“There was no hooby-doo for the TV cameras. But with TV and media today, I guess it’s a way for guys to get noticed.”
Differences in the eras aside, Liebrock admits he still loves football, the game “that changed my life.”
Today, he gives back to the game by coaching a minor football team, the Kelowna Lions.
Gerry Herron ran across his share of characters during his brief Canadian Football League career. Perhaps none was more unique or memorable than one of his teammates with the 1970 B.C. Lions.
“Our middle linebacker that year was Apollo Creed—Carl Weathers from the Rocky movie,” Herron said with a laugh. “He used to make us laugh. He used to say he was just too pretty for this game. He’d be in the huddle making cracks all the time. ‘I’m going to Hollywood,’ he’d say. Sure enough he became a helluva a star. Those are things you don’t forget.”
Not surprisingly playing in the CFL wasn’t all laughs for Herron who played two seasons with the Lions 1970 and ‘71, and a third with the Calgary Stampeders in 1972.
Herron, who grew up in Kelowna, likened the pro game of the era more to that of a war than a casual sporting event.
“It was a culture that was hard to explain, very brutal, but still a very good culture,” Herron said. “It was success-oriented, you were basically warriors going into battle with each other, like comrades in a war.
“The war started with three-a-days in training camp, and went on all season. You developed a bond with a group of people that wasn’t like anything in regular society you could describe.”
A hard-hitting defensive back out of Washington State, Herron both dished out and received plenty of punishment over the course of his CFL career.
It ultimately led to an early retirement for Herron who underwent five knee operations and eventually the loss of every cartilage in both knees.
If given another chance, he would have played the game with far less physical abandon.
“My biggest regret is that I wasn’t more mature when I played,” said Herron. “I would have learned how to stay out of harm’s way a little better. I was a hitter but I wouldn’t do it again. It would be more about defending the pass. I was beat up, the pounding shortened my career.”
Still, Herron is grateful he remains relatively healthy, unlike a number of his teammates with the 1971 B.C. Lions. Of the 32 men on the roster that year, Herron said eight have died.
Herron, 64, wouldn’t be surprised if the constant pounding to the head and resulting concussions were responsible for the deaths of many of his former teammates and opponents.
“A lot of these guys were linemen who were banging their heads on pretty much every play,” Herron recalled. “It certainly affected the cognitive abilities of some of the guys I knew and played with.
“There were lots of concussions back then, makes you wonder how much had to do with the contact. And if you look back at the Edmonton Eskimos, those Grey Cup teams of the ‘70s, a surprising amount of those guys are gone, too.”
As for the Canadian Football League of today, Herron likes the product and considers himself a fan. “I have a preference to the CFL over the NFL now, the game is exciting, the quality of the player is very good,” he said.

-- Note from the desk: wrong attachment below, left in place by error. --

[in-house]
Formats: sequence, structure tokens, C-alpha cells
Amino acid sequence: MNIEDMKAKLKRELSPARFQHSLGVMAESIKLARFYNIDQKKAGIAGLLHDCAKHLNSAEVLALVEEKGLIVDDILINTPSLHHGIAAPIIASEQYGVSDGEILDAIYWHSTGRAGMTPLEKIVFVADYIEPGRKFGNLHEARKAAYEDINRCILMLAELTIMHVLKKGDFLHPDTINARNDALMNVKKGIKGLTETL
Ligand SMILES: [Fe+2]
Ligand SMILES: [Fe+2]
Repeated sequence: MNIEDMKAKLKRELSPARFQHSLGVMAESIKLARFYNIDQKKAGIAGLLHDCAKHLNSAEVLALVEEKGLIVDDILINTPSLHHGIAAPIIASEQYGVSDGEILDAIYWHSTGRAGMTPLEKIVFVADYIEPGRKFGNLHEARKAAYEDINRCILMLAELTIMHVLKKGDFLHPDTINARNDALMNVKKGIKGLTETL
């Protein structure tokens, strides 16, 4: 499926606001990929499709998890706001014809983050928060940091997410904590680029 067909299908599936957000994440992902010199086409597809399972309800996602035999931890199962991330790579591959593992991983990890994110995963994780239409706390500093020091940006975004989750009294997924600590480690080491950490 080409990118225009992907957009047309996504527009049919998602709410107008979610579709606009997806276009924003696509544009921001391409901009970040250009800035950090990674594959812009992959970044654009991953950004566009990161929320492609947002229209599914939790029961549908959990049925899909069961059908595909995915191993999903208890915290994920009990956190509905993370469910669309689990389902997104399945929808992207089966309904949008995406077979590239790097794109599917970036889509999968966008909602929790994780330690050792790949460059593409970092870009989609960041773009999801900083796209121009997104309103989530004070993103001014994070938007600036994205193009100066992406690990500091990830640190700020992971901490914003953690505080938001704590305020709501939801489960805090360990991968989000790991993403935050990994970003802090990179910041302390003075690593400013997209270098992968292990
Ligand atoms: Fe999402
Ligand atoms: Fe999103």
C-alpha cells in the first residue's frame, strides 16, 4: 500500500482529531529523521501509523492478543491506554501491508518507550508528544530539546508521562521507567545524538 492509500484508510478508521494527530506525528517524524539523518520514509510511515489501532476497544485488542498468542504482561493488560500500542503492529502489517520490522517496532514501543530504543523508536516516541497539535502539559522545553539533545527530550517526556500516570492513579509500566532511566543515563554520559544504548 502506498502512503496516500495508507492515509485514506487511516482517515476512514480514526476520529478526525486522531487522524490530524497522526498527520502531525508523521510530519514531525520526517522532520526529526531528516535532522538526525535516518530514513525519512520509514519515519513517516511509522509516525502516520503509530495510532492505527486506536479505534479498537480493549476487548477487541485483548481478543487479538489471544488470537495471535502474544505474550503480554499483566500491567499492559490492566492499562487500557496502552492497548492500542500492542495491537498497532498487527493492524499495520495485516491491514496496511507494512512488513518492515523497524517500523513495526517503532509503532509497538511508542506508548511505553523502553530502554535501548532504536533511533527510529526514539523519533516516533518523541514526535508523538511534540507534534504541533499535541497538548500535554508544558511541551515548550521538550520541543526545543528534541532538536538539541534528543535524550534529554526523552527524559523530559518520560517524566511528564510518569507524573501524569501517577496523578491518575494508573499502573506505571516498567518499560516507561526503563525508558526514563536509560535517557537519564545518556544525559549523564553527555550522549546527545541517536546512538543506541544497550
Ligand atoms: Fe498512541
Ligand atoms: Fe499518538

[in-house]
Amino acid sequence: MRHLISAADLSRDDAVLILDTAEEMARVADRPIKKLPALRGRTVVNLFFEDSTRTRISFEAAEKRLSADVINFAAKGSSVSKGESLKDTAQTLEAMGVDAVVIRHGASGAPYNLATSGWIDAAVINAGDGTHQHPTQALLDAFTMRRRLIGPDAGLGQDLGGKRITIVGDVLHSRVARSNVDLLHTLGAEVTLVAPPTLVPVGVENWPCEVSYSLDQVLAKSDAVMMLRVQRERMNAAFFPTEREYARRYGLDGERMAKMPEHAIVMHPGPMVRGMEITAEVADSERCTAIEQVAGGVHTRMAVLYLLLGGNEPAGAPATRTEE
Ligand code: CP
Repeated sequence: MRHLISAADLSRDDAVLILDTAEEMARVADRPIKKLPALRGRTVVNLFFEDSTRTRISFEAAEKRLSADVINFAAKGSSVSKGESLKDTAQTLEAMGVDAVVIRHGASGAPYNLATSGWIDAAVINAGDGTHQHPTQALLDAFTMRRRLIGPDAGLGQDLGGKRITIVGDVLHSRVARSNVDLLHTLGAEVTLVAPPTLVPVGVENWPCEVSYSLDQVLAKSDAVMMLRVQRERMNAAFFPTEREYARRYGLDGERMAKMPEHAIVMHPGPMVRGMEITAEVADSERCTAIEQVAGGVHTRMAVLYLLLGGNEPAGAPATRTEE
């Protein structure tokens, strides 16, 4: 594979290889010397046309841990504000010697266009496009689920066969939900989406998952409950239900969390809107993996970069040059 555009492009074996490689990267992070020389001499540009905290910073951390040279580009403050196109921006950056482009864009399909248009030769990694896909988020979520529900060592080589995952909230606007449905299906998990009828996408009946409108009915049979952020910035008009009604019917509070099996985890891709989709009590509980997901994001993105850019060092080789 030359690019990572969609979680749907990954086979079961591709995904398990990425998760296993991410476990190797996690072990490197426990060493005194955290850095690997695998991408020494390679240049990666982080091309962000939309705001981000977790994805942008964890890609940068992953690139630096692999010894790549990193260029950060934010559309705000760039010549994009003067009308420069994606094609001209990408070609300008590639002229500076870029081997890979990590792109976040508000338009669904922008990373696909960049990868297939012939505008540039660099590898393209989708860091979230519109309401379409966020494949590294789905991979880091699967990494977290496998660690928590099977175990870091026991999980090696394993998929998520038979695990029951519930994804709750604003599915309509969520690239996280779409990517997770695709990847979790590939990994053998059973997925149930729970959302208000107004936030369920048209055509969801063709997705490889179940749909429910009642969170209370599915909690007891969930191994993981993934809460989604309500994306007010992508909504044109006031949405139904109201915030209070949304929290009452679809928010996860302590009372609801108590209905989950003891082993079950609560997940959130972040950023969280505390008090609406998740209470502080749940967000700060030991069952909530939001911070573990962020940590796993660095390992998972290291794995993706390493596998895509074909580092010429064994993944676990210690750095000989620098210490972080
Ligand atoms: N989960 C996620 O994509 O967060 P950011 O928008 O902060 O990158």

“The Canadian athlete is much better trained than before, there are better minor and junior programs, more Canadians in division one football.
“It’s a lot more exciting to watch than it was than a lot of points in time over the years.”
For 14 years, few players made a bigger impact on the CFL playing field than John Helton.
A nine-time all-Canadian, two-time outstanding defensive player, and CFL Hall of Fame inductee, the Pennsylvania native was renowned for his skill, toughness, and reputation for giving his all on every play.
Yet, for all he accomplished as a defensive lineman with the Calgary Stampeders and Winnipeg Blue Bombers from 1969 through 1982, Helton isn’t overly sentimental or nostalgic when it comes to his CFL playing career.
“To be remembered for my football really isn’t a big deal to me,” said Helton, now 64. “I felt like I was a manual labourer, football was my job. I played to win and liked to win, but that wasn’t what it was all about. It was more about doing the best work I could and contributing to the team. My goal was to be the best I could be and work hard every day.”
Some of Helton’s hard work was responsible for the Stampeders Grey Cup victory in 1971.
On a rainy November day in Vancouver’s Empire Stadium, Calgary beat the Toronto Argonauts 14-11. And while hoisting the Cup was a pleasant memory for Helton, it didn’t carry with it quite the elation and satisfaction he may have expected.
“I remember sitting there after the game and telling my teammate Howard Starks, ‘Is that all there is,’” Helton said. “It felt like Cinderella at 12:01. It’s over now. It was better to win than lose, but that was it. We put our clothes on, went back to the hotel and enjoyed our evening.
“I say that with no bad motive, just honesty. I’m grateful, don’t get me wrong, and I don’t say it to knock any player, any teammate, or team. That’s what it was for me, my personal experience.”
Still, Helton acknowledges his 14 seasons in the CFL taught him many lessons about life in general, and had a big hand in determining the person he is today.
“You get knocked down, you get up and you go again, that’s the best thing football ever taught me,” said Helton, who moved to Kelowna last year.
“Don’t lay down, you get up dust yourself off and keep going…don’t allow fear from preventing you who you can be.”
Helton still follows the CFL and enjoys watching the games, but is rarely nostalgic about his own career. His greatest joys today, he says, are his grandchildren, his children and his wife.
As for the single biggest highlight of his CFL career, Helton points to his induction into the Hall of Fame in August 1985—not for the recognition of his own accomplishments, but because of the people who were there to share the experience with him.
“My wife’s mother was still living, my mom and dad were still living, my brothers and sisters came, and my in-laws came, too,” Helton recalled.
“Everybody who mattered was there, and I could say thank you to them for sharing my ride and being a part of it.
“It’s best thing that ever happened. It was extra special.”